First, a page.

ARTIFACT DOCUMENTARY : A War of Music and Business

(image source: link )

By Jakesepher Hohenheim | January 17th , 2016

This is an important documentary film to give insight to all would be musicians or bands about the dark side of the music industry. Produced and directed by Jared Leto (Requiem for a Dream, Lord of War), the film follows the  American rock band Thirty Seconds to Mars in the making of their third album This is War (2009) and shares the daunting experience in the 2008 lawsuit between the band and record label EMI.

“Thirty Seconds to Mars had attempted to sign with a new label after the A Beautiful Lie tour, prompting  EMI (the parent label of Virgin) to file a lawsuit for $30 million. EMI claimed that the band had failed to produce three of the five records they were obligated to deliver under their 1999 contract, which Virgin entered into with the now-defunct Immortal Records. Jared Leto responded to some of the claims in the suit stating “under California law, where we live and signed our deal, one cannot be bound to a contract for more than seven years.” Thirty Seconds to Mars had been contracted for nine years, so the band decided to exercise their “legal right to terminate our old, out-of-date contract, which, according to the law is null and void.””

EMI lawsuit and This Is War (2008-2011), Wikipedia

Watch the video below to see a model of how that math works out…


It is interesting to see the perspective of what signed musicians or bands goes through to make an income with their art, while being obligated to a contract that can very well drive that artist in crippling financial crisis. The business structure is almost no different from any conventional job; the artists are the employees that contribute the most productive output which generates the initial revenue and the labels are the employers who handle the distribution and operation and yet benefit the most from the sales and branding of these artists. And no different from any company in any market, when there is a changing trend that loses revenue, it is always the employees that get thrown under the bus. In this case, the last decade has seen a staggering decline (more like a complete drop) in CD sales and increase in free music downloads which resulted in these extreme measures committed by the labels.  The last couple years has actually seen an increase in online music streaming. In retrospect, the labels were just reacting to survive in a market that is basically controlled by technology. The Device to Consume (mobile/tablet/computer) and the Access to Obtain (internet).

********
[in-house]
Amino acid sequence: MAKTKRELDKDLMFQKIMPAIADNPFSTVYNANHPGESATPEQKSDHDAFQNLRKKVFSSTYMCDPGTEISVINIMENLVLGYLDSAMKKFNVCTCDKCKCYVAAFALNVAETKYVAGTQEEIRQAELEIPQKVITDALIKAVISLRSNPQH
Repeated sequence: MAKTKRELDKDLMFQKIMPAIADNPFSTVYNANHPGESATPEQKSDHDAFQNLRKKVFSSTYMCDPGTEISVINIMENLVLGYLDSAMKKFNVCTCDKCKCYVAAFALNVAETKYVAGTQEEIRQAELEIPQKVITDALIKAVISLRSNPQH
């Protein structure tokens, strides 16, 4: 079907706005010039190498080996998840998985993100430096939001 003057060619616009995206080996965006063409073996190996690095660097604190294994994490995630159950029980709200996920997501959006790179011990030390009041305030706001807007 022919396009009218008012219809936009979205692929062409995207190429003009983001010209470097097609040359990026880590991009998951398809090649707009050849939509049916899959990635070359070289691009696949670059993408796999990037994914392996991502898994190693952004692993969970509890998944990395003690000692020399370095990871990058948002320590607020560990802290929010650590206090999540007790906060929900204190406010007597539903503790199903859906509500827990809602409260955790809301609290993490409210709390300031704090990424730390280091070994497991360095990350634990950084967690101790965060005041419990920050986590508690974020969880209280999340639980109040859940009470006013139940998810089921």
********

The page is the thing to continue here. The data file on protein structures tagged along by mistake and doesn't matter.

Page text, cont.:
(image source: Music Streaming Revenues Overtake CD Sales In The U.S. )

“The labels have never been cohesive enough to create their own distribution systems, which is why it took a computer company to start iTunes. Had they been smart enough, they could have co-owned their own digital delivery like iTunes.” 
Serj Tankian (System of a Down), Artifact

mixerPresonus StudioLive 16.0.2 16-Channel Audio Mixer

You could see the same trend in the film industry with movies rips being pirated online and the decline in DVD sales due to people favoring movie streams via cable, satellite, and/or internet.  Music has been recorded on various mediums from  wax to vinyl, tape, CD, digital, and now streaming from a playlist hosted on a cloud or what have you to your mobile device, tablet, desktop, and/or laptop. When you take into consideration how many devices are used by each person in each household.  It is an extraordinary time to be in for artists who specialize in film, music, photography, graphics, or any other kind of medium who want to showcase their work into the world via the world wide web. However, the power of distribution (the channels to get your work in front of as many people as possible) still lies in the hands of major record labels and major film studios. Time will tell how the business model in all areas of the entertainment industry will change to adapt in this changing market. With technology clashed between art and business.

Thirty Seconds to Mars includes members Shannon Leto  and Tomo Miličević. This Is War (2009) was produced with Flood who produced albums with Nine Inch Nails, Depeche Mode, The Killers, etc. And Steve Lilywhite who produced albums with U2, The Rolling Stones, etc.

Distributed by FilmBuff

Watch ‘Artifact (2012)’ on Netflix

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– Movie Review: Thirty Seconds to Mars Vs. EMI in ‘Artifact’ – Lost in Reviews
– Minute By Minute: 30 Seconds to Mars’ ARTIFACT
– Why Jared Leto Made a Music Industry Documentary – Rolling Stone